All companies, regardless of their organisational size and structure, requires a specific share capital. These are the part of several financial statements that the company is obliged to process and submit yearly.
There is a spike in the number of new company registration in India during the first two quarters of the financial year. The latest data from the MCA (ministry of corporate affairs) shows that the number of companies incorporated during April to December 2020 went up to almost 21% to over 1.1 lacs compared to a mere 5.2% increase witnessed during the corresponding nine-month period in 2019.
While the companies act, 2015 expelled the requirement for minimal paid-up capital, when you register a company in India, you are obliged to have needed authorised share capital for company registration. Also, let us now dig deep into the authorised share capital requirements for the company registration and the distinction betwixt authorised capital and paid-up capital.
What constitutes the capital structure of the company?
It can be divided into two categories.
Authorised share capital.
It is the maximum portion of the capital which the company might issue shares to its promoters or shareholders. The company registration’s authorised share capital is a part of its MoA under the capital clause. This is generally determined before the incorporation. Nonetheless, companies do have the option of infusing their authorised share capital in future by following specific steps.
For example, assume a company named BCD, Pvt Ltd, has an authorised share capital amounting to Rs. Nineteen lacs and has issued share for Rs. 14 lacs. Similarly, it can issue shares for Rs. 4 lacs in such scenarios without raising or altering its initial authorised share capital; nonetheless, once it goes beyond Rs. Nineteen lacs will be required to increase its authorised share capital before it issues any more shares to its shareholders and benefactors.
Paid-up share capital.
It is the amount for which the company issued shares to shareholders once they have made the requisite payment to the company. Also, for any company at any given time, paid-up capital should either be less than or equal to its authorised share capital. The company cannot issue shares beyond its authorised share capital threshold. Also, paid-up capital should be deposited in the company’s account within one month of allocation of the shares. Due to the enactment of the companies amendment act, 2015, there is no longer a minimum capital requirement needed for the private limited company.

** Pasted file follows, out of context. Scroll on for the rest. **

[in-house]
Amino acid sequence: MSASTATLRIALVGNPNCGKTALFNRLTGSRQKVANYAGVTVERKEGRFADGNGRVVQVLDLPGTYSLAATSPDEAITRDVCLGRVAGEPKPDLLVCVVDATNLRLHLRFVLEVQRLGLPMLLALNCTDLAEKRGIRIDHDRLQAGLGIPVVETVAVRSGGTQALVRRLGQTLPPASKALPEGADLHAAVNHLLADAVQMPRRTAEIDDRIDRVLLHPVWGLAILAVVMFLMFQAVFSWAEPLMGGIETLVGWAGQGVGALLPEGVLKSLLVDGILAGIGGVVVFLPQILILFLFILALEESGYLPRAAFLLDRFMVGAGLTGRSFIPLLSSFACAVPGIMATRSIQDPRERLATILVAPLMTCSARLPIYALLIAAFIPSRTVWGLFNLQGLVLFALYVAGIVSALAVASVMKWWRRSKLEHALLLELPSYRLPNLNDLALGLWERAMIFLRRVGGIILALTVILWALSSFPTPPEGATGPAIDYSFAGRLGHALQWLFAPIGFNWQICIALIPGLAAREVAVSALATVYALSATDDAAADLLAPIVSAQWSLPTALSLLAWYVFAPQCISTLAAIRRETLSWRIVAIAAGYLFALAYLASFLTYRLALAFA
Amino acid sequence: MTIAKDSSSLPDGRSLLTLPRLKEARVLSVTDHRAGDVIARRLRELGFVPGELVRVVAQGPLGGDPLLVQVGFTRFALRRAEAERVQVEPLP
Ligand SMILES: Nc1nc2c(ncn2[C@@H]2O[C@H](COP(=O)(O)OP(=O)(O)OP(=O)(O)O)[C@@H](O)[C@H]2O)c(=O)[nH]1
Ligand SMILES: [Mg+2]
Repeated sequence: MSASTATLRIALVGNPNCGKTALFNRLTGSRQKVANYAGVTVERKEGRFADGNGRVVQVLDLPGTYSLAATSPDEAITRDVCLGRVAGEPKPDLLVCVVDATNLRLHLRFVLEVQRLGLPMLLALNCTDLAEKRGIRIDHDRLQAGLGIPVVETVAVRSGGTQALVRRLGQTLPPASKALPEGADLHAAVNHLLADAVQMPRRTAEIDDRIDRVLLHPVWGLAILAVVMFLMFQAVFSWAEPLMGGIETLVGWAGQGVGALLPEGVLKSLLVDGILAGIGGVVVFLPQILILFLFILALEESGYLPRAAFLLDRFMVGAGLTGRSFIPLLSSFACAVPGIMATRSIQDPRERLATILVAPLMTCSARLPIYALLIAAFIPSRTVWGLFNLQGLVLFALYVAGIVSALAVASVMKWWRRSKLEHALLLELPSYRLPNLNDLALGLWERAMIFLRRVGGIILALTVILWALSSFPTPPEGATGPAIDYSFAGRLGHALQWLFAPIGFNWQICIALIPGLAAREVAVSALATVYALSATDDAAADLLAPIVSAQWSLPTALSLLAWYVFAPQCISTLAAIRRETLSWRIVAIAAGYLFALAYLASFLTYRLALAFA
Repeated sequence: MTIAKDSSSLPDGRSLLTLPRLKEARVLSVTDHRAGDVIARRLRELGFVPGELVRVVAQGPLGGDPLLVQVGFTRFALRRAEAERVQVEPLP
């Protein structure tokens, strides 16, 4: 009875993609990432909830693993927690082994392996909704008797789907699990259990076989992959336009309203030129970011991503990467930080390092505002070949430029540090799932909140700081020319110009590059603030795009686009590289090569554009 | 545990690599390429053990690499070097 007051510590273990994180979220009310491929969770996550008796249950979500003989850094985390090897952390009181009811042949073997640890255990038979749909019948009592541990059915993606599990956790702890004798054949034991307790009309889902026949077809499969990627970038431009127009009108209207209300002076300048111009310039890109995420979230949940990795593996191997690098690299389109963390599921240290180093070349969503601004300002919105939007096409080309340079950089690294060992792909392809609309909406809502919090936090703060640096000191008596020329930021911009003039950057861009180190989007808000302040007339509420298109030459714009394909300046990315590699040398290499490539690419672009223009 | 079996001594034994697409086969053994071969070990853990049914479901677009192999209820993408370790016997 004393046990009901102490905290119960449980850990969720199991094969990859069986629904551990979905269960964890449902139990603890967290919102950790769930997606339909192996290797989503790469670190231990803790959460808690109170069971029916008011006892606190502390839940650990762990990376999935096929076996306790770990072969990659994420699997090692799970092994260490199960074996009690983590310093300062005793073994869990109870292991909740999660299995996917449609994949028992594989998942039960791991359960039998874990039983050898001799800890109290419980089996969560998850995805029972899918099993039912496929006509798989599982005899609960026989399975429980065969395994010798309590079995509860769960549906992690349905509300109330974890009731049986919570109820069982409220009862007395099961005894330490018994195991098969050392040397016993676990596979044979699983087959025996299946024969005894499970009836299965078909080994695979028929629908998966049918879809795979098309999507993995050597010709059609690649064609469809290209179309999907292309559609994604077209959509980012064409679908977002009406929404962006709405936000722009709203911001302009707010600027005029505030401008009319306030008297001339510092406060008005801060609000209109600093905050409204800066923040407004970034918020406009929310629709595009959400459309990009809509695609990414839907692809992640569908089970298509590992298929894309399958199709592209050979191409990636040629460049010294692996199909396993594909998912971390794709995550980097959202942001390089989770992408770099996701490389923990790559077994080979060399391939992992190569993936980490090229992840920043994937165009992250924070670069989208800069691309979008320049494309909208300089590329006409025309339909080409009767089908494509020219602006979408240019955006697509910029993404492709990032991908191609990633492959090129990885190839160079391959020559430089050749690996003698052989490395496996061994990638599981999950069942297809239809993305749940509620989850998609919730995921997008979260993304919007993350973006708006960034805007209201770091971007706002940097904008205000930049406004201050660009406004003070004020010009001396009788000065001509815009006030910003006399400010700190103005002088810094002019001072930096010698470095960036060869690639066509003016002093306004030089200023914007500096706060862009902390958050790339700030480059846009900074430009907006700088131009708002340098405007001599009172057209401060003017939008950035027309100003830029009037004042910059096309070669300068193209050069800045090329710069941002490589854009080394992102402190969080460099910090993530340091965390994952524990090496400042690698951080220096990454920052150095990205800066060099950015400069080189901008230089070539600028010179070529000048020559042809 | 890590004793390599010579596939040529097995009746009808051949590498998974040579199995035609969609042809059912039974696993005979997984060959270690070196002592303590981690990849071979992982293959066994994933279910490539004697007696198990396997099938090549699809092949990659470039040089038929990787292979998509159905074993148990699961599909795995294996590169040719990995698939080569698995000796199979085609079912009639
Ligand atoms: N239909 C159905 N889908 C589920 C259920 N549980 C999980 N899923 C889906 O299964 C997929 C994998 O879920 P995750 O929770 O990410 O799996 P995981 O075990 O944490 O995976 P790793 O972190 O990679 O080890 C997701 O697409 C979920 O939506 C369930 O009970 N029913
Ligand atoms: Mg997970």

Likewise, there is no minimum paid-up capital requirement for a private limited company either, as they might be established with even Rs. 1000 as paid-up capital. Also, to change the minimum paid-up capital for a company, the registrar of the company should be updated, and the data concerning update becomes part of the companies master data.
It is the part of the paid-up capital or issued capital that the shareholders have agreed to contribute via payment. As a result of that partial commitment, the shareholders will only be liable for the unpaid amount on the shares subscribed.
Can the issued capital exceed the authorised capital?
Before initiating any company, public or private, the promoters and investors require to determine its authorised share capital amount as the authorised share capital limit sets up how many shares, they would receive due to their investment in the company. Also, outstanding or issued shares are shares that the company has issued to its shareholders. That’s why since the authorised capital sets the limit for the value of such shares, the paid-up or issued capital can never go beyond the authorised share capital.
How can the authorised share capital be raised?
The MCA (ministry of corporate affairs) charges or levies the fee amounting to Rs. 5000 to grant a minimum authorised capital of Rs. one lac to the private company. To add more authorised capital, the shareholders are obliged to pay an additional fee as given below in the table;
How can start-ups raise authorized capital?
Many start-ups are bootstrapping and running low on cash nowadays. Thus, they are not in a position to pay hefty amounts to raise their authorized share capital during incorporation with the MCA. Therefore, as a result, many promoters end up paying the minimum needed authorized share capital of Rs. one lac. That’s why they issue shares worth only that amount to their shareholders or founding members. Also, other capital invested is in the form of either an unsecured loan or as the share premium.
Also, this helps them to minimalize the need to increase authorized share capital during the early stages of their company. Nonetheless, once the company enlarges and needs debt or equity, they raise the share capital limit to issue more shares. Thus, most start-ups initially start with minimum required share capital for private companies and slowly raise the limit as and when needed.
Authorised share capital registration fees
Authorised capital and name of the company.
The deployment of specific terms requires additional charges to authorised share capital. Here is the table given below;